Career insights from an aged care trainer

Monday, February 8, 2021

When researching aged care as a potential career path, it is always beneficial to ask someone with ample experience and a deep understanding of the sector for insights. Thankfully, Royal College aged care trainer Susan Pedwell has plenty of career insights to offer.

It is interesting that many who enjoy fulfilling careers in aged care, didn’t initially consider the aged care sector as an option. This is the experience that Susan had, and she explained that an aged care career chose her.

Starting but walking away from nursing training in her youth, Susan worked in many customer service-based roles until she was approached to be a carer for an elderly relative of her husband’s. The relative had dementia and was high care, so she provided support and care for a couple of years part time, almost like a hobby. From here, Susan realised that providing care during a person’s senior years is quite similar to her original career plan — nursing.

Aged care professionals enter the sector at a variety of ages and life stages. For Susan, it wasn’t until her 40s, but there is no right age — anyone can enjoy an aged care career!

Trainer bio aged care career

Advancing in a career in aged care

For those looking to work in aged care with a view to progress and grow, there are plenty of directions a career in the sector can set you on the path toward, right through from leadership positions to nursing qualifications. Susan encourages everyone working toward or in the aged care sector to explore the many pathways available to them to advance their career.

Starting with a Certificate III in Individual Support (CHC33015) is the best approach to commencing a career in the sector. Depending on your state, you will need to be currently studying (also known as ‘working towards’) or have completed this qualification to enter the sector and start working as an aged care worker.

Professional development is set to have a renewed focus for aged care in light of the Aged Care Royal Commission, and there are many avenues to upskill and progress your career.

“Commencing an aged care career is perfect as a stepping stone towards specialising in leisure and health or disability care.”

Leisure and health is a growth area to consider when upskilling, focusing on supporting elderly individuals to stay active and keep the body moving, while disability care provides much-needed care to those who need it most.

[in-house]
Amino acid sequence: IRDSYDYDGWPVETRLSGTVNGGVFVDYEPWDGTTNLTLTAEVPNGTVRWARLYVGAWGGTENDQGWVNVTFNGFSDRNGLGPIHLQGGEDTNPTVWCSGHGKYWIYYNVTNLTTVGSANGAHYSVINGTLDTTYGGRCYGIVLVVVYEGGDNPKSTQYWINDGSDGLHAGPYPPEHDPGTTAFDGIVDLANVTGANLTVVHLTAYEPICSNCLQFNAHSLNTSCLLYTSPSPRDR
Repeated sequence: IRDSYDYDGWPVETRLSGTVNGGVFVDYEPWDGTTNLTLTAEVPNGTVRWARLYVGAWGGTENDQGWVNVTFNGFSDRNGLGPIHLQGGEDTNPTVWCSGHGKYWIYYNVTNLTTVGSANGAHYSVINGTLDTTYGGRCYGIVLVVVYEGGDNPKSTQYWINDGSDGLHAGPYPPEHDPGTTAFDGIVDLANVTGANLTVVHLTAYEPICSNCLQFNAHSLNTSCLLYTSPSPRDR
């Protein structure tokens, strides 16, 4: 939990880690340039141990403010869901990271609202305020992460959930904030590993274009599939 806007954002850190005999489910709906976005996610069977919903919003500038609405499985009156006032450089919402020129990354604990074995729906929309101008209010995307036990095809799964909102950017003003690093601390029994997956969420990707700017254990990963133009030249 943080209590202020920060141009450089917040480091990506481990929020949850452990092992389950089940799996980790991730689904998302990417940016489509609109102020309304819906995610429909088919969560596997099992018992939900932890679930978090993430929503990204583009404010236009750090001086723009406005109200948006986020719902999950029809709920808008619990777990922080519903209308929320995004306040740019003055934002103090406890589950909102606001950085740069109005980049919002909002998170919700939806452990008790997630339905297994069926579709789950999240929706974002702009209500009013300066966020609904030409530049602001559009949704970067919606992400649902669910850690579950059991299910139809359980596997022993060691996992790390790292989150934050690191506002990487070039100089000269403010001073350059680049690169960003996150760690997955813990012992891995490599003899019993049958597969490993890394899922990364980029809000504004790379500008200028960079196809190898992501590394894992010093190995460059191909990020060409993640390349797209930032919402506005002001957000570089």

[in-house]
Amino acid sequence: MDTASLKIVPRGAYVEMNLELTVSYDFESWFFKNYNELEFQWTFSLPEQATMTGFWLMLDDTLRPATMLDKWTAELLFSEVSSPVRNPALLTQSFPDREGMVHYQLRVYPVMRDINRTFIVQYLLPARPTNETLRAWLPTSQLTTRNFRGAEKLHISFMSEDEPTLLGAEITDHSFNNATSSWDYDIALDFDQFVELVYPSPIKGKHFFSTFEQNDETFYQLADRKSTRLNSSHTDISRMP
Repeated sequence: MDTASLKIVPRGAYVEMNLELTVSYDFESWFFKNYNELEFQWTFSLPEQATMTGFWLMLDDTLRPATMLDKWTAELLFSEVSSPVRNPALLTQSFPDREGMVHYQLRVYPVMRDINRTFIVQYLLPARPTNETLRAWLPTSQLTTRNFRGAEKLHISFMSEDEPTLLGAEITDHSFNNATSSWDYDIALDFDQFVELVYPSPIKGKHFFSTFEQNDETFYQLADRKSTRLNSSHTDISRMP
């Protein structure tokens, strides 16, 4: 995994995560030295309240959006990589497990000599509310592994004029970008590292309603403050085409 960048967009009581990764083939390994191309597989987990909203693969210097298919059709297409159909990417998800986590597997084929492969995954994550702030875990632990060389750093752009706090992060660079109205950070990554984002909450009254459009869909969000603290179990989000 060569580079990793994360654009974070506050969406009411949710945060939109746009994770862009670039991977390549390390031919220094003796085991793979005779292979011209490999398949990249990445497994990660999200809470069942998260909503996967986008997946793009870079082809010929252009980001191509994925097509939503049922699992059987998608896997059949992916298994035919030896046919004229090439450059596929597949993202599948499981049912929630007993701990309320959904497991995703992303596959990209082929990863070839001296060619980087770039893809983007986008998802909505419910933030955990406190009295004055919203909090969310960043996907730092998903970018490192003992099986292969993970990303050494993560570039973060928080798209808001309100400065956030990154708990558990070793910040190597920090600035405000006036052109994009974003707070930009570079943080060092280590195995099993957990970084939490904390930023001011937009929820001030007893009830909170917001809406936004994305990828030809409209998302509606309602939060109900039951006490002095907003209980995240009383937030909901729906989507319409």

Through aged care training, you can even gain credit towards a nursing qualification, not to mention invaluable experience that will lend itself greatly to thriving in a career as a nurse.

Empathy and compassion for a rewarding career

When working in aged care, you can incorporate your own understanding of people, life and the world alongside the knowledge and skillset gained through your training. In fact, personal qualities are highly valued in aged care such as empathy and the ability to read body language and understand others.

It’s common to hear those who work in aged care describe their career as rewarding, satisfying and fulfilling, and Susan agrees. This satisfaction comes from the fact that your job role centres around helping someone else. Not just anyone — someone who genuinely needs help and, in most cases, appreciates everything that is done for them. In Susan’s words:

“I absolutely adore working in aged care. You go home at the end of the day and think to yourself, ‘I’ve achieved something really positive today’. I’ve empowered someone to achieve something, even if it’s as simple as getting out of bed and having a shower”.

With any career, there are factors that are unique or even challenging. In aged care, shift work is an aspect that some people enjoy, while others may take a little time adjusting to it. It’s also quite a physical role, rather than a career that will see you sitting behind a desk all day.

“It’s about having empathy and a level of intuitiveness and a sense of ownership of the job.”

At times in aged care you will be faced with people’s sad life stories, confronting and life-limiting illnesses, and even instances where you have to deal with people passing away. However, doing your job well and using your compassion and empathy means that you are making someone’s life easier, supporting their wellbeing and enhancing their ability to find happiness and contentment.

“We do this job because someone needs help and we are there to be able to deliver it.”

Supported aged care training journey

Royal College trainers such as Susan believe in the power of support for learner success. This means Susan spends a lot of time supporting learners during their aged care training process, which involves lots of communication, including phone calls, emails, video calls and face-to-face meet-ups.

Aged care is a hands-on job, so applying the knowledge in a practical setting is important too. Susan explains that to give learners this opportunity, simulation days are run in which learners can attend and run through manual handling, using hoists and other necessary physical aspects of aged care work. This means learners can head into placement and complete their training feeling confident and capable of their ability to apply what they have learned.

A fulfilling career in a growing sector

Aged care is a sector that continues to expand across Australia, and along with it grows the demand for high quality carers. Whether you are choosing aged care, or you feel like aged care is choosing you, seeking out exceptional training is a must for a thriving, fulfilling career.

Contact Royal College to see how we can support you through your aged care training journey.


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